There is more to be learned from watching at track side than just how spectacular MotoGP bikes are through fast corners, though. The careful observer can pick up clues to what both the riders and factories are doing. With electronics such a key part of MotoGP nowadays, the track is one of the few places where updates are visible. Updated vehicle dynamics algorithms may be invisible from pit lane (or nearly so, with the occasional addition of sensors or torque gauges the only visible clue), bike behavior on the track will sometimes betray them.
At the end of 2013, Marc Marquez and Dani Pedrosa had asked for more stability under braking, and some more corner speed. Listening to the bikes at Sepang gave a possible clue as to how they had achieved that. The differences in engine note between the various bikes were instructive of the varying levels of electronics, engine braking strategies, and gearbox function.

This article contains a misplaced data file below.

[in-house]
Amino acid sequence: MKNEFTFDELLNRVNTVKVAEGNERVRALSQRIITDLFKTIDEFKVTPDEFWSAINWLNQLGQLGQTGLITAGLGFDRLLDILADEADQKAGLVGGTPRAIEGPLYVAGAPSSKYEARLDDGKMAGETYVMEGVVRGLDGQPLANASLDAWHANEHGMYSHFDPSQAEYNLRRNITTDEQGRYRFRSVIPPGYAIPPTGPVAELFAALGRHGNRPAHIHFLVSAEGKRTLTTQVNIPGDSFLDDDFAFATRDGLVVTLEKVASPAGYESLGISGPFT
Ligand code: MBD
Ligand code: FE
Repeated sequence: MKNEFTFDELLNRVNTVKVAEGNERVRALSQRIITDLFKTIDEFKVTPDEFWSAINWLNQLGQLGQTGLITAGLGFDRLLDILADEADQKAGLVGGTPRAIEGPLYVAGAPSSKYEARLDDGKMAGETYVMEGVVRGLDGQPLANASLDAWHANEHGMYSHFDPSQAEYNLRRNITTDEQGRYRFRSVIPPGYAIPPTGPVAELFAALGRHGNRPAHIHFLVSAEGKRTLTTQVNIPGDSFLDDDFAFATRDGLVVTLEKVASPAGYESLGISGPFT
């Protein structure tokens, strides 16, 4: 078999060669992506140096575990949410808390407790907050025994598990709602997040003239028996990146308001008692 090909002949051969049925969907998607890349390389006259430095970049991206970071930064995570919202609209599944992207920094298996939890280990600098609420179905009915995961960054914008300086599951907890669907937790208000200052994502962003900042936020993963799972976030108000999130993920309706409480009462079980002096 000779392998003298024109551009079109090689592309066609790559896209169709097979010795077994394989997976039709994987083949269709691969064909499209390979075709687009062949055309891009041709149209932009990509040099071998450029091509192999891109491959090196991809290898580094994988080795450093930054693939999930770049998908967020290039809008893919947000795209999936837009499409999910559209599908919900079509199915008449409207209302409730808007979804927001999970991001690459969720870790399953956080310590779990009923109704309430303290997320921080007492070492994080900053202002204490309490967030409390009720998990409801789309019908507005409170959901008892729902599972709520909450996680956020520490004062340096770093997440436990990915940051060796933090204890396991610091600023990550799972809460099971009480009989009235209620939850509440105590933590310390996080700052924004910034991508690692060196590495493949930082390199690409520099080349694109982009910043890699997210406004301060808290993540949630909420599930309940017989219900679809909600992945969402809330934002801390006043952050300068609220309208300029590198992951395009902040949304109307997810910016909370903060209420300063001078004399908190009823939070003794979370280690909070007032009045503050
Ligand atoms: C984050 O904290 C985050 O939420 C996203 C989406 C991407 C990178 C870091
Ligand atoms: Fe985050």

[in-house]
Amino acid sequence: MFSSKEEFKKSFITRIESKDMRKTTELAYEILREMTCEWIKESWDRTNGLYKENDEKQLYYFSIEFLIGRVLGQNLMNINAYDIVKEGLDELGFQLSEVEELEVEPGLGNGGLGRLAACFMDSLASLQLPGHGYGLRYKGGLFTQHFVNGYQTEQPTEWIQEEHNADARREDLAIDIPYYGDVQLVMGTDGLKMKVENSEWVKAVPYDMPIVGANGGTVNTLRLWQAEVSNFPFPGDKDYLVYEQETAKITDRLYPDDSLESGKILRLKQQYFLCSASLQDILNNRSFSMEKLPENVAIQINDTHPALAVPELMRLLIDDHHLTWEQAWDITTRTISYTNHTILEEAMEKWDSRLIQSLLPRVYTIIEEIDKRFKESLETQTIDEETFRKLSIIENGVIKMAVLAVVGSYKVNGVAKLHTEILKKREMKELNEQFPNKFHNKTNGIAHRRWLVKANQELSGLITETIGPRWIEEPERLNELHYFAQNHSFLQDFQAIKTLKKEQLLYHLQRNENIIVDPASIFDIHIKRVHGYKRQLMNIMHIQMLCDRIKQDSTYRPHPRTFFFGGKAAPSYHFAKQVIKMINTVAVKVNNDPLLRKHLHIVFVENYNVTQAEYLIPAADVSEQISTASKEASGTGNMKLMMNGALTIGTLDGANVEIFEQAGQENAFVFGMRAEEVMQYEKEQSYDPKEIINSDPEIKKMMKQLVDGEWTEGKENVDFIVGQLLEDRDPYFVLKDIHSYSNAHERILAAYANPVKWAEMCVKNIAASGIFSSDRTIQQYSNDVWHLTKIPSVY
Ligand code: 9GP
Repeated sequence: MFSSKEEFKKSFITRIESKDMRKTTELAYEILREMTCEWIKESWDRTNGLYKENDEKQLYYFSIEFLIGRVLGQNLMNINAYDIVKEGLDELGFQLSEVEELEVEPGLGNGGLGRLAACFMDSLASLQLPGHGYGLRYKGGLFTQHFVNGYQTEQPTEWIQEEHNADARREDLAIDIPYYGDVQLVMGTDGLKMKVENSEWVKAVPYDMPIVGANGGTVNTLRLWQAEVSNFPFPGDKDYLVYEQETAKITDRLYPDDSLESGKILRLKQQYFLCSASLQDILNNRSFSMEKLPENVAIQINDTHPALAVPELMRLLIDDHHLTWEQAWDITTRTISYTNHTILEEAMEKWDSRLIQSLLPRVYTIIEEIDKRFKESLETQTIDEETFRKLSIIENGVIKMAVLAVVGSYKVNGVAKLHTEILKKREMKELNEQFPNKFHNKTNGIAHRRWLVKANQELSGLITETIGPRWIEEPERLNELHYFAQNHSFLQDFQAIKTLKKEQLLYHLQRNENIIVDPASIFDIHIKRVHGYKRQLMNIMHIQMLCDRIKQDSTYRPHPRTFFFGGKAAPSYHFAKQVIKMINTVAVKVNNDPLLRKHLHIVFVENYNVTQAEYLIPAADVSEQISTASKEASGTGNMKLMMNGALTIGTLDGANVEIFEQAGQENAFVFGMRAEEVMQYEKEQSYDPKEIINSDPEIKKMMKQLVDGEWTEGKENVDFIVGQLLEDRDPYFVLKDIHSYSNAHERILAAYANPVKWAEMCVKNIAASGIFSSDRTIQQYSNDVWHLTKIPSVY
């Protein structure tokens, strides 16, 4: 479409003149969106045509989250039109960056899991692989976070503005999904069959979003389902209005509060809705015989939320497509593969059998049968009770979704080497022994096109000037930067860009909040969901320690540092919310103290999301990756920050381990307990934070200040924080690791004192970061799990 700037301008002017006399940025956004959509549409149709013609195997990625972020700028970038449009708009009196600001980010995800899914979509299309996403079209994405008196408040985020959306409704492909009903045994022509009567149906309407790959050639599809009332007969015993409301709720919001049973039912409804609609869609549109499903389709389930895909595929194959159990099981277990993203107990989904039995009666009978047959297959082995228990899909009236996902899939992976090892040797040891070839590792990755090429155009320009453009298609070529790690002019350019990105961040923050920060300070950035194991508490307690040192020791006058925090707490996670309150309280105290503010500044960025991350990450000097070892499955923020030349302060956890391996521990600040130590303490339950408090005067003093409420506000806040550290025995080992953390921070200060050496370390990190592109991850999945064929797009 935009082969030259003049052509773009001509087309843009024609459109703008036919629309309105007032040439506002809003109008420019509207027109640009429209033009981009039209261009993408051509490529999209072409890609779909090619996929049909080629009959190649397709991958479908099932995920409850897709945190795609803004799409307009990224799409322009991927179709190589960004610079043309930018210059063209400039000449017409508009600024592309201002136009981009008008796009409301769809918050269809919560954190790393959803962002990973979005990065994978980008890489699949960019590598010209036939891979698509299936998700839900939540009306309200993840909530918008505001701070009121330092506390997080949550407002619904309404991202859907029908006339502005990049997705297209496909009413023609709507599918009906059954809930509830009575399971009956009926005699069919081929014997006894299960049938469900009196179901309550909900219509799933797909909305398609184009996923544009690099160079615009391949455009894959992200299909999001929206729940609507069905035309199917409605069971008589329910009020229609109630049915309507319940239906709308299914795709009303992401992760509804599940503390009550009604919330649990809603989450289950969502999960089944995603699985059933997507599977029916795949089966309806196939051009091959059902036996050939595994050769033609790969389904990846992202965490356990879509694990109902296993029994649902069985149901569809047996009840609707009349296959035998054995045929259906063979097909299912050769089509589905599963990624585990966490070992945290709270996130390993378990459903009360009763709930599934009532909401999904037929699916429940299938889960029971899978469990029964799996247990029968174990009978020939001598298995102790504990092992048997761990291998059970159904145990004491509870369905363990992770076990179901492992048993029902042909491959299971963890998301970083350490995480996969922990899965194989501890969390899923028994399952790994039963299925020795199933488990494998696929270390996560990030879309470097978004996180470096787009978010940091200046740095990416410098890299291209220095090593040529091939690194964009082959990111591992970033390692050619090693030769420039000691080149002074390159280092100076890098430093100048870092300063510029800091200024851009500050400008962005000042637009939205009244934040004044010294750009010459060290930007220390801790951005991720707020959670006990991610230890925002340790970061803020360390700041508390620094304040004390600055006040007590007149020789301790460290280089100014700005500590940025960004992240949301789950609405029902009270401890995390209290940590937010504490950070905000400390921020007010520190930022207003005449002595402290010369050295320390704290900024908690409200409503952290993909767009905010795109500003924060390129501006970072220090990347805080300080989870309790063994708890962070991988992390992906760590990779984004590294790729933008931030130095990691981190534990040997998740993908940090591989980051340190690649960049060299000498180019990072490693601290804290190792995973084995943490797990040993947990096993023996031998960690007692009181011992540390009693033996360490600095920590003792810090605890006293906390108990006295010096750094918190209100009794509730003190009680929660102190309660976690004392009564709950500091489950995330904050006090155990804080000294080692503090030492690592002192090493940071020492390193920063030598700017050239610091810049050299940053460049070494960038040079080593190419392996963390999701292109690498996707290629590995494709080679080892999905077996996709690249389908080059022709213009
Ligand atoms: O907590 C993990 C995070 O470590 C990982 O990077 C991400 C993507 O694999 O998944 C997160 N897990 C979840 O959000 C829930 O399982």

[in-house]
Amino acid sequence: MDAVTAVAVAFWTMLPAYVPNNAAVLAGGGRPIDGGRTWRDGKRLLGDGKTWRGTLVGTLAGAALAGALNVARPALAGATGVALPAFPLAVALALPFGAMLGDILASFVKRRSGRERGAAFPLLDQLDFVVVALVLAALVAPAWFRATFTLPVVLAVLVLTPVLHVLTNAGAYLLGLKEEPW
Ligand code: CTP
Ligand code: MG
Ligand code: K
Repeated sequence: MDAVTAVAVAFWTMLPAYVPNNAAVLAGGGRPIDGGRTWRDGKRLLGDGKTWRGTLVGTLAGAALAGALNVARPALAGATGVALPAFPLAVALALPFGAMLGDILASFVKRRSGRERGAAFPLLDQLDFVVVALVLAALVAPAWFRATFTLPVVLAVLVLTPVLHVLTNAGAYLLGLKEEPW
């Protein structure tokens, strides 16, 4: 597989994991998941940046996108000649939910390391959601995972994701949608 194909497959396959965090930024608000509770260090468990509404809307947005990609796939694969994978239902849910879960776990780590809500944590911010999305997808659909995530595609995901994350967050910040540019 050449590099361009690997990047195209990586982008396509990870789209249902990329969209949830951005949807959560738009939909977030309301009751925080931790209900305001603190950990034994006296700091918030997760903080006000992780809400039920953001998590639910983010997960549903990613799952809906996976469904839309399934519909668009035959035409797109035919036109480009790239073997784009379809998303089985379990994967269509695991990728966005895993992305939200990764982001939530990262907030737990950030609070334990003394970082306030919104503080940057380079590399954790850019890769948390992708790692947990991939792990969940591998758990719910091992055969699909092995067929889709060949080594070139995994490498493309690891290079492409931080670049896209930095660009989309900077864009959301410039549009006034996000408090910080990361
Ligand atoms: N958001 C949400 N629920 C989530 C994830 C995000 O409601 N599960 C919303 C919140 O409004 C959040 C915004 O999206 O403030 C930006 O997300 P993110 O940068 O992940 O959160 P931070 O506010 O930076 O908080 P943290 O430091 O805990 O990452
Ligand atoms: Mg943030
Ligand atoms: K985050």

That Honda have been working on braking and corner entry was audible at Sepang. Though the RC213V always sounded smooth under braking, braking for Turn 4 the improvement was noticeable. As they braked and downshifted for the corner, the Hondas of Marquez and Pedrosa sounded more like a big scooter with a constantly variable transmission than a racing four stroke with six separate gears. Engine revs decreased smoothly, downshifts barely perceptible. There was no popping or crackle of extra fuel burning off, just a smooth, booming descending tone.
The Repsol Media Service have released the second of two interviews with the Repsol Honda teams riders. After Friday's interview with Marc Marquez, today they issued a press release with Dani Pedrosa. In the interview, Pedrosa talks about how he assesses his fitness after the first test, how he spent his winter, and how the test went. Pedrosa reports that Honda have made great steps forward with the bike, and his wish list of improvements is now very short indeed. The press release interview appears below:
“This year we have improved the rear grip a lot. We have taken steps forward”